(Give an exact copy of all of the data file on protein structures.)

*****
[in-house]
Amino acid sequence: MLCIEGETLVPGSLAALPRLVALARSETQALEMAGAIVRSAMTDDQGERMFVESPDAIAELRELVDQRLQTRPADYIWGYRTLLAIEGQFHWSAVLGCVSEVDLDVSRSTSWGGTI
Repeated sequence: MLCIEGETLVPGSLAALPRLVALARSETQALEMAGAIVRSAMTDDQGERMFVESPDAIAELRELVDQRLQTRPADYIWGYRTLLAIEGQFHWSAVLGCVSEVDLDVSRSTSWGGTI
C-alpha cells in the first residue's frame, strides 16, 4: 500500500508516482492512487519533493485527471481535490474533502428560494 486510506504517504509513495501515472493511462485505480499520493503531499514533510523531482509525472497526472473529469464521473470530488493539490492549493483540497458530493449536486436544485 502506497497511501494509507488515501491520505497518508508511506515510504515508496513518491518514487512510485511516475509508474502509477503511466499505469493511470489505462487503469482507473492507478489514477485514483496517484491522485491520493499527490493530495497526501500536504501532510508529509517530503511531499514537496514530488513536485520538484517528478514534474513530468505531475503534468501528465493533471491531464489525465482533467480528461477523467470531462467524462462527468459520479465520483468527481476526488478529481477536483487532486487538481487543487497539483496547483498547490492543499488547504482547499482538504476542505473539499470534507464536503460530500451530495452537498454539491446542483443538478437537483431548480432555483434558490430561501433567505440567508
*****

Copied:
[in-house]
Amino acid sequence: MLCIEGETLVPGSLAALPRLVALARSETQALEMAGAIVRSAMTDDQGERMFVESPDAIAELRELVDQRLQTRPADYIWGYRTLLAIEGQFHWSAVLGCVSEVDLDVSRSTSWGGTI
Repeated sequence: MLCIEGETLVPGSLAALPRLVALARSETQALEMAGAIVRSAMTDDQGERMFVESPDAIAELRELVDQRLQTRPADYIWGYRTLLAIEGQFHWSAVLGCVSEVDLDVSRSTSWGGTI
C-alpha cells in the first residue's frame, strides 16, 4: 500500500508516482492512487519533493485527471481535490474533502428560494 486510506504517504509513495501515472493511462485505480499520493503531499514533510523531482509525472497526472473529469464521473470530488493539490492549493483540497458530493449536486436544485 502506497497511501494509507488515501491520505497518508508511506515510504515508496513518491518514487512510485511516475509508474502509477503511466499505469493511470489505462487503469482507473492507478489514477485514483496517484491522485491520493499527490493530495497526501500536504501532510508529509517530503511531499514537496514530488513536485520538484517528478514534474513530468505531475503534468501528465493533471491531464489525465482533467480528461477523467470531462467524462462527468459520479465520483468527481476526488478529481477536483487532486487538481487543487497539483496547483498547490492543499488547504482547499482538504476542505473539499470534507464536503460530500451530495452537498454539491446542483443538478437537483431548480432555483434558490430561501433567505440567508